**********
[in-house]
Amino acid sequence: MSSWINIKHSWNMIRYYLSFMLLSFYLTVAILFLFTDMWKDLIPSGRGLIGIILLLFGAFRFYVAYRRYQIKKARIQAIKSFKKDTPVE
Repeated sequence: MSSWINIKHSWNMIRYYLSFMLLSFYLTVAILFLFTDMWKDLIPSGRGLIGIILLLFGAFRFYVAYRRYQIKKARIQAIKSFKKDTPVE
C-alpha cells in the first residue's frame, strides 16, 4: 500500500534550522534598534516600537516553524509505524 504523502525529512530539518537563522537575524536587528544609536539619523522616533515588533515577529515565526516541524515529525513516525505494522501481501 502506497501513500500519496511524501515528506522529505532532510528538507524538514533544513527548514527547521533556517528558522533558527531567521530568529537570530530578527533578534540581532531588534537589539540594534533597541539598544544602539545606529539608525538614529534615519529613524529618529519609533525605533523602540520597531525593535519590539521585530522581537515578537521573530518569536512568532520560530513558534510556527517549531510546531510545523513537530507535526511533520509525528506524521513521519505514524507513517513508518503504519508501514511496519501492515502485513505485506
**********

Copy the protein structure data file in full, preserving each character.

[in-house]
Amino acid sequence: MSSWINIKHSWNMIRYYLSFMLLSFYLTVAILFLFTDMWKDLIPSGRGLIGIILLLFGAFRFYVAYRRYQIKKARIQAIKSFKKDTPVE
Repeated sequence: MSSWINIKHSWNMIRYYLSFMLLSFYLTVAILFLFTDMWKDLIPSGRGLIGIILLLFGAFRFYVAYRRYQIKKARIQAIKSFKKDTPVE
C-alpha cells in the first residue's frame, strides 16, 4: 500500500534550522534598534516600537516553524509505524 504523502525529512530539518537563522537575524536587528544609536539619523522616533515588533515577529515565526516541524515529525513516525505494522501481501 502506497501513500500519496511524501515528506522529505532532510528538507524538514533544513527548514527547521533556517528558522533558527531567521530568529537570530530578527533578534540581532531588534537589539540594534533597541539598544544602539545606529539608525538614529534615519529613524529618529519609533525605533523602540520597531525593535519590539521585530522581537515578537521573530518569536512568532520560530513558534510556527517549531510546531510545523513537530507535526511533520509525528506524521513521519505514524507513517513508518503504519508501514511496519501492515502485513505485506